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Verse 1 Paul gave instructions concerning this collection in 1Co_16:1-3 . "Grace" is the opportunity to do good for others, which Christians should be thankful for. Macedonia would include Philippi, Berea, and Thessalonica. The money is for poor saints at Jerusalem.
Verse 2 McGarvey and Pendleton tell us that Macedonia had just been through three civil wars. They were so poor, their taxes had been lightened. The church was made even poorer by persecution ( 2Th_1:4 ). They were put to the test by their affliction and poverty. But, they coupled this with their joy at receiving the gospel and gave abundantly, especially in light of their poverty.
Verse 3 Before Paul had a chance to ask for a contribution, these people gave over and above their means.
Verse 4 They then begged Paul to deliver the money to those in need in Jerusalem.
Verse 5 The reason they gave so freely was that they first gave themselves over totally to God. Then, they gave their service to the apostles as God's servants. The reason their gift exceeded all Paul's hopes is evidently the fact that they counted all they had as God's.
Verse 6 Thus encouraged by the Macedonian response, Paul sent Titus back to finish the collection at Corinth. Paul uses the example to encourage, not to promote competition.
Verse 7 They possessed many of the gifts of the Spirit and Christian virtues. Paul now encourages them to add one more good work.
Verse 8 Paul was not commanding them to give, as that must be a personal decision to be of value. Rather, he would use an example to inspire them and will look to the gift as a measure of their love.
Verse 9 Paul could not think of giving without thinking of Jesus' great sacrifice. He gave up heaven and its riches to come to earth and die for us ( Php_1:4-8 ; Heb_2:9 ).
Verse 10 Paul would not command them to give, as giving has to be willingly done ( 2Co_9:7 ). He did encourage them to finish the work they had started.
Verse 11 They had promised to do a certain work and Paul was pleading with them to keep that promise.
Verse 12 God will accept a gift that is given willingly and freely. The greatness of the gift is not determined by amount, but by amount coupled with ability. The best example of this is the widow and her gift of 2 mites ( Mar_12:41-44 ).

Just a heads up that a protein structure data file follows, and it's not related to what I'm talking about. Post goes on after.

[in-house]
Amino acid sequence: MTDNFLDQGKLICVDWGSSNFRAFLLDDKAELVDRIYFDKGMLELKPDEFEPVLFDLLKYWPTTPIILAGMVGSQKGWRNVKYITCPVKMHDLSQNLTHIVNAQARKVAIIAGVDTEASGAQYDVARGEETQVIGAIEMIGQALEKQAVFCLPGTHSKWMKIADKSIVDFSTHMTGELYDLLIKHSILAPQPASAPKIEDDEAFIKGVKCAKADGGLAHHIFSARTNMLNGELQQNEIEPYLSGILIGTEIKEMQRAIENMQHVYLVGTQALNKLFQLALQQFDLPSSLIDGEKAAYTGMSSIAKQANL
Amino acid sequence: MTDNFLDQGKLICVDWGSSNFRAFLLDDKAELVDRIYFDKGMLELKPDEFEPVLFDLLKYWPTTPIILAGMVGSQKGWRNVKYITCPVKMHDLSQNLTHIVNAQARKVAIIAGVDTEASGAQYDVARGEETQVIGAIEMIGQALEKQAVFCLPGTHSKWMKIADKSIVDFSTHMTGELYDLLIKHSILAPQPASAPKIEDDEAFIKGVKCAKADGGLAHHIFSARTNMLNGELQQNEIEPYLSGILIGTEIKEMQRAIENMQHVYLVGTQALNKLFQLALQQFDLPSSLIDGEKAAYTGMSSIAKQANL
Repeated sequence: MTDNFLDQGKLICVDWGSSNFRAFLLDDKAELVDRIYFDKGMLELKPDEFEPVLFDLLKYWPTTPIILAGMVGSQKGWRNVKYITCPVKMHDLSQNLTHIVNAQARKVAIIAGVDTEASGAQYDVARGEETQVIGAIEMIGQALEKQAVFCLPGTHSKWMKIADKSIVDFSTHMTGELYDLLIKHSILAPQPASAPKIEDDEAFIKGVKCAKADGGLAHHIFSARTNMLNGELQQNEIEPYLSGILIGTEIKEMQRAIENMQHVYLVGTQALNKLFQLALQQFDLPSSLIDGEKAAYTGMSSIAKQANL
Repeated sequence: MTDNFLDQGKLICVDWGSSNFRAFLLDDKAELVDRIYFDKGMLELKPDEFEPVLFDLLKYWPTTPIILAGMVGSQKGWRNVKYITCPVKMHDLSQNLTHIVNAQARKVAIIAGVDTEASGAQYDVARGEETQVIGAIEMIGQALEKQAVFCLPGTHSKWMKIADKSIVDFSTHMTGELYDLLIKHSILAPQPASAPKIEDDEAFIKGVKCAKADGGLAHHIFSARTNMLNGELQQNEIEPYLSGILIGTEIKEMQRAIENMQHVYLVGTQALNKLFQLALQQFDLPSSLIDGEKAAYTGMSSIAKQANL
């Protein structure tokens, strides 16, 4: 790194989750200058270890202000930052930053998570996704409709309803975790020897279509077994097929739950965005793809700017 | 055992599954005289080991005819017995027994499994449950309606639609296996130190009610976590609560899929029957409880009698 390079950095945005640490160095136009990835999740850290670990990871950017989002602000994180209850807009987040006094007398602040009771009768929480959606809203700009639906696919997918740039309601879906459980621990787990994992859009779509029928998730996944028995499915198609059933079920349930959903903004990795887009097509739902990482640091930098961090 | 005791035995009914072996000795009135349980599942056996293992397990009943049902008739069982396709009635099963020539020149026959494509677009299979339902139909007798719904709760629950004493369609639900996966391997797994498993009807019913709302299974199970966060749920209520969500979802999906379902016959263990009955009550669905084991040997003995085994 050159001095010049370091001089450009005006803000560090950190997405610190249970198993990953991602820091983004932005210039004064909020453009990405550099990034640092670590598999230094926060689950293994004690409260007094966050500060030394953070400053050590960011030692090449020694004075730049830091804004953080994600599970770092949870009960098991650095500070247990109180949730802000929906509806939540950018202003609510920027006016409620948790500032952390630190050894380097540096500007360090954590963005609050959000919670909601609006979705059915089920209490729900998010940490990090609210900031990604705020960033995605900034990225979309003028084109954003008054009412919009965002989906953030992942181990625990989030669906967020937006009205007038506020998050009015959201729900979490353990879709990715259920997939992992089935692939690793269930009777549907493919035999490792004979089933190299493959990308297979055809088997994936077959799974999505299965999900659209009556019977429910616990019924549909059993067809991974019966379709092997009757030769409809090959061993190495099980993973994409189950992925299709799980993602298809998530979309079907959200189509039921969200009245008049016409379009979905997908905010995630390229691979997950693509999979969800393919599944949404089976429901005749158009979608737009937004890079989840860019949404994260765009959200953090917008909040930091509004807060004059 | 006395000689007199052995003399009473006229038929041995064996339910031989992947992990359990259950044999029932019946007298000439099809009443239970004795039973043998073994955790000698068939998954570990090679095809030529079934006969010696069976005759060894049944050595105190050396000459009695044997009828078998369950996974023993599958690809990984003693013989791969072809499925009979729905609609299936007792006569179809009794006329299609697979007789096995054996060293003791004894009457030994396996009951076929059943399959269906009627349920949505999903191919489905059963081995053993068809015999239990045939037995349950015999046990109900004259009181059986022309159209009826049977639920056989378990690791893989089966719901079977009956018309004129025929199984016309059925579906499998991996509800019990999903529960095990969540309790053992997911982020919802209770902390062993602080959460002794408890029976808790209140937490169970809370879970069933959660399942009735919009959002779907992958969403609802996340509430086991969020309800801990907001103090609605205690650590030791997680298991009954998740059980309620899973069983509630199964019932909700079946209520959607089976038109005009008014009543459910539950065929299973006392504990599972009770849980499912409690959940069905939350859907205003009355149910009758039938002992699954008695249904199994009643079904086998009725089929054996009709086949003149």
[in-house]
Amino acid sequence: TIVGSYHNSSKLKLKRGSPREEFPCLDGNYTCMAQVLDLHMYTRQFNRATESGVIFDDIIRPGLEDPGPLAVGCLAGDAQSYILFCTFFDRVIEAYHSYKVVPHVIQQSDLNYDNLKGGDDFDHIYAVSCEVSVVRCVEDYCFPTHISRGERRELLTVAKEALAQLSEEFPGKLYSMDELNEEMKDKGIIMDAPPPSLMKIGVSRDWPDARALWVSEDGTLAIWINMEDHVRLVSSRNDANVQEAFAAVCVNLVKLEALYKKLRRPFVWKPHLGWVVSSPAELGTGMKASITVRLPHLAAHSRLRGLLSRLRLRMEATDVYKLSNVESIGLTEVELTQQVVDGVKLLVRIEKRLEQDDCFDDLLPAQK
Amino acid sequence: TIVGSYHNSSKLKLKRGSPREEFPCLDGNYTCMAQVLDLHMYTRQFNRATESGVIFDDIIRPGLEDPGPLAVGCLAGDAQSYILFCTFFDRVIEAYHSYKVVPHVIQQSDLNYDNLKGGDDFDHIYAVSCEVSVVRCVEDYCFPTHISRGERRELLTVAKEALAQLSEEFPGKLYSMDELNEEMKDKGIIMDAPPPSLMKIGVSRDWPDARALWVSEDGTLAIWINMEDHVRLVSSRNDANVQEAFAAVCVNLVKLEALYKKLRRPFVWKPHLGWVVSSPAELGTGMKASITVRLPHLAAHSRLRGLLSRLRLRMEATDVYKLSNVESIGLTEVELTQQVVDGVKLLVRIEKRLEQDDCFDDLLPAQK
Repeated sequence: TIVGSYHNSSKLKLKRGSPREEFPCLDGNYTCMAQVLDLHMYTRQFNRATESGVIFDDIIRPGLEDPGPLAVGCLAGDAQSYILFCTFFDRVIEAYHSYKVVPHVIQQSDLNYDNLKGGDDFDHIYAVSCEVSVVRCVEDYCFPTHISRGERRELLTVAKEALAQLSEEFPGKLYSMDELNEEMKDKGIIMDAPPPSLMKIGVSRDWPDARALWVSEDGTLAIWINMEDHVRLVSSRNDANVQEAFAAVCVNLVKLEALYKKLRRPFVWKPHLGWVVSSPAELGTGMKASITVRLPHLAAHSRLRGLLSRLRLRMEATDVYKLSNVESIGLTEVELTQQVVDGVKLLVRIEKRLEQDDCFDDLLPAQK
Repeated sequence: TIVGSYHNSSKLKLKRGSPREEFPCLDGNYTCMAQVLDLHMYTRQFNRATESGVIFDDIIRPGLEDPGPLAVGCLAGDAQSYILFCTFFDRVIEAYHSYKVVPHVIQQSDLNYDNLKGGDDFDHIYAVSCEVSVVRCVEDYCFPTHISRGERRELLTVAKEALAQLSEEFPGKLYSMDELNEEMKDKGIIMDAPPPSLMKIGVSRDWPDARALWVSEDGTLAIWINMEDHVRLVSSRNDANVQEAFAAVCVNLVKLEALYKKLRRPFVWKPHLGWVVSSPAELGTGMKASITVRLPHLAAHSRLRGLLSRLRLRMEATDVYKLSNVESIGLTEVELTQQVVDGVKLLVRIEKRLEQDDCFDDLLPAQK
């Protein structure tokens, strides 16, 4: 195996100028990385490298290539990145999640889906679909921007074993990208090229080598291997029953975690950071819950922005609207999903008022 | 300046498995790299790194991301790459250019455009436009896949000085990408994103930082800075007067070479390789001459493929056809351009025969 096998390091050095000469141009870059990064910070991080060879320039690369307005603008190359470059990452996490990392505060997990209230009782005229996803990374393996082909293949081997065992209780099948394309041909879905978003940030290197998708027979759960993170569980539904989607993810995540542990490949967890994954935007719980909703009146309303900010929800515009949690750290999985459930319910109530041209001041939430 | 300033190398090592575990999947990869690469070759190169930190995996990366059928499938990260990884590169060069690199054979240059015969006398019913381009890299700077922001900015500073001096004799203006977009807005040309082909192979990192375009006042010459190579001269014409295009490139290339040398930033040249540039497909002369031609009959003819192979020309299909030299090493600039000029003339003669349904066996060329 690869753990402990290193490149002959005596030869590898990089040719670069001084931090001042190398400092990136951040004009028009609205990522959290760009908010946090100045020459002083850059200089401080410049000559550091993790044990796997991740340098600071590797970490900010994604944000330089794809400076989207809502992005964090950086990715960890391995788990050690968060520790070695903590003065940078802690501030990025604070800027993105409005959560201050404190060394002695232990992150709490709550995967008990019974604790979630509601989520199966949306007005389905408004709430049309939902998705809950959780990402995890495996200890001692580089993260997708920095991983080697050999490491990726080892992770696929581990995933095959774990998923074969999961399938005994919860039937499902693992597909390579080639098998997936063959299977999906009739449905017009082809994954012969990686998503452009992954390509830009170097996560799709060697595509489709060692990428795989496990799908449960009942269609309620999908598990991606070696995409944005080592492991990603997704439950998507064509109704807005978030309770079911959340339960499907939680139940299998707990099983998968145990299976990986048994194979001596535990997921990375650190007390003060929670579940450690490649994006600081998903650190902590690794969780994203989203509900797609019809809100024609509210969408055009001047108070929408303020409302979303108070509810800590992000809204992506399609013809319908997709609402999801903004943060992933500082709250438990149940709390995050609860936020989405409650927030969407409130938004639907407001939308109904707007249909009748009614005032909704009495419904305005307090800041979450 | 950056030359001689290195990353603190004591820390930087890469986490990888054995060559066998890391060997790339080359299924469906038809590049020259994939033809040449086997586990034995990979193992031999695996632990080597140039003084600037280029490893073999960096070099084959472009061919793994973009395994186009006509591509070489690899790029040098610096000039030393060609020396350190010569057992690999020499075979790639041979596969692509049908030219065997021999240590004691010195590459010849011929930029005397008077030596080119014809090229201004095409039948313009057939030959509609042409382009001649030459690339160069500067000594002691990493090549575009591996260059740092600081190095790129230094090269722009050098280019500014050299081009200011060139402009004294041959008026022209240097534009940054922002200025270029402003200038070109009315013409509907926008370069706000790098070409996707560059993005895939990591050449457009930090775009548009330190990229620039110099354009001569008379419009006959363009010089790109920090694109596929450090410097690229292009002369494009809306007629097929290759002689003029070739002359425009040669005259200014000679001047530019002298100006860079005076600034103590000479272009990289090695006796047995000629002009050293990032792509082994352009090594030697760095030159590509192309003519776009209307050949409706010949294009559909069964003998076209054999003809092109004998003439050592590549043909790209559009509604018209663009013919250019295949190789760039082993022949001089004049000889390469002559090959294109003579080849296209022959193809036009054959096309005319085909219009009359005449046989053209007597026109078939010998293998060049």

Verses 13-14. Paul's purpose was not to make the Corinthians poor so that those in Jerusalem might be made richer. He wanted them to give out of their overflow that others might have their basic needs provided for. Later, the Corinthians might have needs that could be met by someone else's abundance.
Verse 15 In the wilderness ( Exo_16:17-18 ), no one had anything left and no one lacked for manna. McGarvey and Pendleton write, "Now that which God effected by irresistible law under the old dispensation, he was now seeking to effect under the new dispensation through the gracious influence of brotherly love. Our differences in ability make it inevitable that some shall surpass others in the gathering of wealth; but as selfishness gives place to Christian love, the inequality of earthly possessions will become more even.
Verses 16-17. Paul thanked God that he had caused Titus to have the same loving concern for the Corinthians' spiritual growth as Paul had. Titus was not only willing to go back and encourage them to take up a collection, but had prepared to go before being asked.
Verse 18 Another brother, who was widely praised for his work in behalf of the gospel, went with Titus.
Verse 19 This second brother could be trusted because of the above mentioned praise and because he had been appointed to help Paul carry the gift to Jerusalem.
Verse 20 Paul was glad to have companions so that he would be above suspicion in the handling of the money.
Verse 21 He wanted to be right in God's eyes and have a good reputation among men if possible.
Verse 22 Paul sent a third brother with them who had been used by Paul often and had proven a determined worker in God's service. This brother's determination had grown stronger because of his knowledge of the Corinthians' work.
Verse 23 To stop all objections to the three, Paul noted that Titus was his partner in the work at Corinth. Further, the other two were men sent by churches to deliver messages. Apparently they had proven faithful by delivering the whole message without any changes. Also, their lives were plainly given over by them to Jesus with the sole purpose of glorifying the savior.
Verse 24 Since the messengers deserved their trust, Paul asks the Corinthians to show their love in the collection of the gift. He wanted them to show it because he knew they had it and had confidently affirmed to the messengers they would display it.
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Hampton, Gary. "Commentary on 2 Corinthians 8". "Hampton's Commentary on Selected Books". https://www.studylight.org/
the First Week of Advent